c) Using a motor with a high torque we can fix the players position on the rope, so the player can "stand" on the rope, just like in Worms games.
The rope will have three parts:
1. Rope/hook (long thin triangle) - a body which is connected to terrain using a revolute joint, so the whole thing can swing.
2. Slider (rectangle) - a body connected to the hook using a prismatic joint, so the player can move up/down the rope using the joint's motor.
3. Rotor (yellow circle) - Usually in Box2D games the player body has a fixed rotation, so it always stays upwards. We can't connect it directly to the slider, because with fixed rotation it wont allow connected bodies to rotate freely. There needs to be a body between the player and slider connected to both with a revolute joint, so the player can maintain the fixed rotation, but the rope can still freely rotate. If you have a player that can rotate freely, this isn't needed and can be attached directly.
Wrap around terrain
It is important to note that only one segment of ninja rope is fully active at any given moment. Basically the swinging part will work as described above in the method 4, and the rest of the rope are just static points with a line rendered between them.
a) How to detect when a corner is hit and split the rope ?
One method is to use the rope/hook part from method 4. It needs to be very long and thin, and needs to be a bullet body. When bullet bodies collide in Box2D you get the exact point of impact in PreSolve() callback function which you can use to determine where the rope needs to be split.
- The rope needs to collide with the terrain, but shouldn't bounce of the terrain, we just need the collision point. So in the PreSolve() callback the contact needs to be disabled with contact->SetEnabled(false).
- The rope should not be connected directly on the collision point, because we don't want the tip of the rope/hook to constantly collide around that point while rotating and cause problems. The connection point needs to be a bit outside of the terrain body (see image above).
When existing rope collides all the rope objects are deleted and the rope is recreated in that collision point. Like mentioned previously; only the last part of the rope is active. The previous connection points are still needed to render the entire rope and to know when to reconnect the parts.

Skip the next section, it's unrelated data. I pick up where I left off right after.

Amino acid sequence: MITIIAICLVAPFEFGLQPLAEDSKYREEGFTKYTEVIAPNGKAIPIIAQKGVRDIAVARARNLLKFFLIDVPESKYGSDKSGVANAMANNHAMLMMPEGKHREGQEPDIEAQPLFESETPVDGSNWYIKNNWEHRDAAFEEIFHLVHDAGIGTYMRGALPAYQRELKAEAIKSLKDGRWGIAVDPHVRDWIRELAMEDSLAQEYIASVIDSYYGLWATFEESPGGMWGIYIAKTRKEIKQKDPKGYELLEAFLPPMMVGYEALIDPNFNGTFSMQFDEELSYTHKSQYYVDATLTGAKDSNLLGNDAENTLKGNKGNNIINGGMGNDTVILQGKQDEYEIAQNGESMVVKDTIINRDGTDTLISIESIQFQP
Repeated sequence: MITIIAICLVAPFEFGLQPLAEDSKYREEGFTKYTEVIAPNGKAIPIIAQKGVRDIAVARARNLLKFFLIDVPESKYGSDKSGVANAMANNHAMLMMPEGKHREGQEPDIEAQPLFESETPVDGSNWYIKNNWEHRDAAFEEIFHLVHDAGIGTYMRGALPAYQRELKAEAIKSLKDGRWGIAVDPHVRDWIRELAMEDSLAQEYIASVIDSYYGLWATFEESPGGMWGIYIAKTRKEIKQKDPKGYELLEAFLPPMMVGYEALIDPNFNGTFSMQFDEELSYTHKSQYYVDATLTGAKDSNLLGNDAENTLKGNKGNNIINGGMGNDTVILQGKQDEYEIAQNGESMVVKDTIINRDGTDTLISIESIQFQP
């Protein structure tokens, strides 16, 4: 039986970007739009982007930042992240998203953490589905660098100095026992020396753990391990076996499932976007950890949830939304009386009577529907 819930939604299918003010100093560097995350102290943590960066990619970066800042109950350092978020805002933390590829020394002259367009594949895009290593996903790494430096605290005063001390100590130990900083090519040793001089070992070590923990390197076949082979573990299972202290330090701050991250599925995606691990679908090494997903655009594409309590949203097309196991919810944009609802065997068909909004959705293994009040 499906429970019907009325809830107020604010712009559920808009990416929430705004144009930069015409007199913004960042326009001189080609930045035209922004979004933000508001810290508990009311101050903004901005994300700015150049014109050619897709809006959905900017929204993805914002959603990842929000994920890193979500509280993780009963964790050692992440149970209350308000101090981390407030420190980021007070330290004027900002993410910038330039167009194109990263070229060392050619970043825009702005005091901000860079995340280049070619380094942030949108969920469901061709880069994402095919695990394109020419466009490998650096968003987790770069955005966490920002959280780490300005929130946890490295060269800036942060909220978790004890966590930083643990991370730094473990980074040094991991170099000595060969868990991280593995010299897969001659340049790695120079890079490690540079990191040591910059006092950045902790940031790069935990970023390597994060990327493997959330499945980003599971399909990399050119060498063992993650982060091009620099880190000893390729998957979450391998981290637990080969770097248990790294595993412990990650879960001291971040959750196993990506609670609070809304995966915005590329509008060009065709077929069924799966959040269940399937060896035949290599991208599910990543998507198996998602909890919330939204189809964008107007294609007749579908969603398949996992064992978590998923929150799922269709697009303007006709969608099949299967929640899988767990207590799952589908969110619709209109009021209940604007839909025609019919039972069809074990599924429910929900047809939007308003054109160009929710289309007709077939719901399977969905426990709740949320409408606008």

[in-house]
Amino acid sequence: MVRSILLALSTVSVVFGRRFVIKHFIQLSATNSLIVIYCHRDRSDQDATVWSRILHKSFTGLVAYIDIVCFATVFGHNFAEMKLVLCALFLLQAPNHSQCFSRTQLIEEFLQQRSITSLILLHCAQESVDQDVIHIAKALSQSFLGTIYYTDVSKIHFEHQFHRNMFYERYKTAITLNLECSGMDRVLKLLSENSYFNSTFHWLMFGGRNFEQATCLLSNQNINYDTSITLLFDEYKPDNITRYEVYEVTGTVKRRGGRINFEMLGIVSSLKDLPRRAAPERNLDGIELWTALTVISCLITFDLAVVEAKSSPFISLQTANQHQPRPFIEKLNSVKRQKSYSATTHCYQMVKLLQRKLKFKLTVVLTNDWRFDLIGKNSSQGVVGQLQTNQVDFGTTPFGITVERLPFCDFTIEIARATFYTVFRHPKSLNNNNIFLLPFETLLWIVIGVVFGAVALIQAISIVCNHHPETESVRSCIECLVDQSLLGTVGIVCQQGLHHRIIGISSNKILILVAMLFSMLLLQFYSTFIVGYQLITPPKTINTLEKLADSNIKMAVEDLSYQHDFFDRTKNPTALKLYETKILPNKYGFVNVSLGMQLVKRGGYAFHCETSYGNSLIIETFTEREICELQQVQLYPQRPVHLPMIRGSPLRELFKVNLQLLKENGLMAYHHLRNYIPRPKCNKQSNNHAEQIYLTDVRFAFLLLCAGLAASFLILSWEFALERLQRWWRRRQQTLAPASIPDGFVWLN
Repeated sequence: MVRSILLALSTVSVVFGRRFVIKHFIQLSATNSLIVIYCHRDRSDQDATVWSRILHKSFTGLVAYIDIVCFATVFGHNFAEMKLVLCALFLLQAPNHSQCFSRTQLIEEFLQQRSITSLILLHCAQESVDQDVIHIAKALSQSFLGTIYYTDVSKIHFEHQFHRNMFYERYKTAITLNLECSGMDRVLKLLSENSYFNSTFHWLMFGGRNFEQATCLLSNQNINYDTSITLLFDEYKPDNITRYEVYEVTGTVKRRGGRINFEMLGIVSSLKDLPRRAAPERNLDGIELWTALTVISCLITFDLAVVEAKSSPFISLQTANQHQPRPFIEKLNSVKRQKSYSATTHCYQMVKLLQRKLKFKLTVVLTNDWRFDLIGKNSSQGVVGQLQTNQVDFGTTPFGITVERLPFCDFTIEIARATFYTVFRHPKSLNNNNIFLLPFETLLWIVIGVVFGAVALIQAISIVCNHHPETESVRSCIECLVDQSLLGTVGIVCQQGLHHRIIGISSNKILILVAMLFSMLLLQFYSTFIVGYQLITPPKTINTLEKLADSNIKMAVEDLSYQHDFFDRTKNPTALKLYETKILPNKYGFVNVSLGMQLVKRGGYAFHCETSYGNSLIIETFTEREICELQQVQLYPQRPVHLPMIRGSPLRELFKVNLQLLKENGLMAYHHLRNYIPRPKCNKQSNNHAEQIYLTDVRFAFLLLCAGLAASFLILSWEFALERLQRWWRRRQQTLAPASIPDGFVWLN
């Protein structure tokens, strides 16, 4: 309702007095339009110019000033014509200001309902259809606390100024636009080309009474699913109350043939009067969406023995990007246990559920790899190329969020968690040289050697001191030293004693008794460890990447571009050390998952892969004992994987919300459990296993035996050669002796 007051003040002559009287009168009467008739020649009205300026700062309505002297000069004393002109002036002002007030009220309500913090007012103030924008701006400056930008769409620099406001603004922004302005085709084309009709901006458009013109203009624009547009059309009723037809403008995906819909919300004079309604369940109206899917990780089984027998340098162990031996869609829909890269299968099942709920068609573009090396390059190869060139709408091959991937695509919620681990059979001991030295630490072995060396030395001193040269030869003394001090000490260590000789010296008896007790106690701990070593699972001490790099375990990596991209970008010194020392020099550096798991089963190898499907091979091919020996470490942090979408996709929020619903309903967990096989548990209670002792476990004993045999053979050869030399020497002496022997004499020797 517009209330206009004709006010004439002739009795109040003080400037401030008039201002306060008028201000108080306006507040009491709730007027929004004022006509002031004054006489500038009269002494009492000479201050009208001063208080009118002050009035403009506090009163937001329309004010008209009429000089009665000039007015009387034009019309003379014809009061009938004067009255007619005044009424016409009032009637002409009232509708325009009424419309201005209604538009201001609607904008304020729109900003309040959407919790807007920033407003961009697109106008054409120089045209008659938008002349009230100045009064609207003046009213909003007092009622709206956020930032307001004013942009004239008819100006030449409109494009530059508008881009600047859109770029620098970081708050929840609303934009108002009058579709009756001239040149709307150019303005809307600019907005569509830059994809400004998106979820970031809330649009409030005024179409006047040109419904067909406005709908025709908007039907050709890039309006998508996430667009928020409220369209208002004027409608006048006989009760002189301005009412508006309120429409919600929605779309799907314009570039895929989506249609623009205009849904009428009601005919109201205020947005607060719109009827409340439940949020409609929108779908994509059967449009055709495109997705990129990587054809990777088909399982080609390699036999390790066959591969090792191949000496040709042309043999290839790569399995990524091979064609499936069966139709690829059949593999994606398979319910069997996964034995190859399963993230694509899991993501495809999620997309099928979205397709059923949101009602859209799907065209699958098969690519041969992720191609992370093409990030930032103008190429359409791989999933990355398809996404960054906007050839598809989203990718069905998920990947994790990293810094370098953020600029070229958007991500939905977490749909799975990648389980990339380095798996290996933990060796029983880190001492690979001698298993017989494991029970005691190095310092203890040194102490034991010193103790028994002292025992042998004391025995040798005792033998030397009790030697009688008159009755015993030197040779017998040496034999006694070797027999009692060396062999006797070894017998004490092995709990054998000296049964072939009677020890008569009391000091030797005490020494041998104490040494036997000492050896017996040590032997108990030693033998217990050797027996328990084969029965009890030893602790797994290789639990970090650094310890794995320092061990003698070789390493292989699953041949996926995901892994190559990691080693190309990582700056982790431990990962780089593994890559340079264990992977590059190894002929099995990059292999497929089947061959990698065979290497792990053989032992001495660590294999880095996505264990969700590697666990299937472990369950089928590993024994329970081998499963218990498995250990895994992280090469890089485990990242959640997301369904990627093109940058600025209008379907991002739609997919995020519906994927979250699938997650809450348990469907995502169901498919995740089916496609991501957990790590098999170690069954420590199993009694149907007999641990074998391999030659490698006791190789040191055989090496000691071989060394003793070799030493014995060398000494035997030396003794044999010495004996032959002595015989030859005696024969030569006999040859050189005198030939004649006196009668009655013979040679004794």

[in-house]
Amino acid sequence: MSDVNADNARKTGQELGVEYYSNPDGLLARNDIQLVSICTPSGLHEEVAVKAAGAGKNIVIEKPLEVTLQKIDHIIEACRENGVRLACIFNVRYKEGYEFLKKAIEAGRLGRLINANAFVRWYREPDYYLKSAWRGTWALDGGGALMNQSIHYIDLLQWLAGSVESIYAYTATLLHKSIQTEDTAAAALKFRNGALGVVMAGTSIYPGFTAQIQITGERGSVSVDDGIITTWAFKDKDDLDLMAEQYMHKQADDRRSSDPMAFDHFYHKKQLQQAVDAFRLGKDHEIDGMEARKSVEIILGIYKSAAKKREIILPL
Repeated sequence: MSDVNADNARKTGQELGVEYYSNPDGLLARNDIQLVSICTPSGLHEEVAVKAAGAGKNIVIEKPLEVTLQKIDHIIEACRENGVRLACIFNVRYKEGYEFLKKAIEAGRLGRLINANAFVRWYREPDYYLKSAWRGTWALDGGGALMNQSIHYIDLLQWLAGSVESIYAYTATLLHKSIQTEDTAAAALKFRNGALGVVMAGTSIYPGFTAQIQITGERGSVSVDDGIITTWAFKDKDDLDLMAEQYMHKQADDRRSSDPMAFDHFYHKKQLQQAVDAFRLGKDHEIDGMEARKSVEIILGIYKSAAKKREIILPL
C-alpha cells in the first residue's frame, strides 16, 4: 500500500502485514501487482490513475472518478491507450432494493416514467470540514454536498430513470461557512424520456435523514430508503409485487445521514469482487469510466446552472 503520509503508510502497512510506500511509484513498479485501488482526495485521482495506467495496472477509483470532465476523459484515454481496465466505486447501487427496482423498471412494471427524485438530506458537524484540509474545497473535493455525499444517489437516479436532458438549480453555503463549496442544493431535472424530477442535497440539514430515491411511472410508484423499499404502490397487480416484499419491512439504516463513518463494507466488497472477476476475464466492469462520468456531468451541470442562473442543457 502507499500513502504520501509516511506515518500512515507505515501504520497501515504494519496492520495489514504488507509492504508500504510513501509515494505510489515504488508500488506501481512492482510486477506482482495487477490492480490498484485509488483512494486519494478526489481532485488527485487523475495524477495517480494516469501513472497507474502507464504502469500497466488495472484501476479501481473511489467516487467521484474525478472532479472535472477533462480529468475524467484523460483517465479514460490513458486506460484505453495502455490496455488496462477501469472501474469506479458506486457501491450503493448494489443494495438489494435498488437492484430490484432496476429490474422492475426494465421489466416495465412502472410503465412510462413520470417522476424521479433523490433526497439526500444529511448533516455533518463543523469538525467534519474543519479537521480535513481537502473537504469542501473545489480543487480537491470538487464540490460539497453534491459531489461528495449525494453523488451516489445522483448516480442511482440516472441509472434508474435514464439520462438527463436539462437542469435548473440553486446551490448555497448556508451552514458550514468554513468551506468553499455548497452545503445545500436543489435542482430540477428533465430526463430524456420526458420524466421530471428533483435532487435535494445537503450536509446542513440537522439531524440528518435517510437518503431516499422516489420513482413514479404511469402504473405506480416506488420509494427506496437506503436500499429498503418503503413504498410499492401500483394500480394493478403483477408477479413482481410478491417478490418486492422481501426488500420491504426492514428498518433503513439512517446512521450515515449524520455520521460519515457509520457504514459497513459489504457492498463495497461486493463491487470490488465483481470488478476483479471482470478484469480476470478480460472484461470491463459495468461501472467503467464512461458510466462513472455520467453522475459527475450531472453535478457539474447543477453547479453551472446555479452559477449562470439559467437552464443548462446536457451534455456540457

The downside of using this method is that when the player is moved all the way up the rope, you have all this extra mass bellow him (the player in not the center of mass) that can cause unwanted movement.
The solution is to make the rope/hook body very small, so the center of mass is always the player, and use some other method to find out where the rope hits the terrain.
b) How to reconnect it all again ?
Simple; if you swing clockwise and hit something and split the rope, you will have to reconnect only when you swing in the opposite direction and past that point. Use the revolute joint's speed to check the direction(negative is clockwise, positive is counter-clockwise), and you can check if you past that point using a cross product formula:
Two last rope points is the line you need to cross, and the point you check is the current player position. If you crossed the line you remove the last rope point and recreate the rope in the last of the remaining collision points. While doing all this splitting and reconnecting you need to keep in mind the total length of the rope, and change the rope/hook body length accordingly.
You can try it out for yourself using the link above. I also uploaded the source code for the rope handling. Not sure how useful it will be, since I just copied it from my game/engine, so don't expect to just copy/paste it into your code and think it will work. Think of it more as a sign of goodwill. Don't forget to read the included README.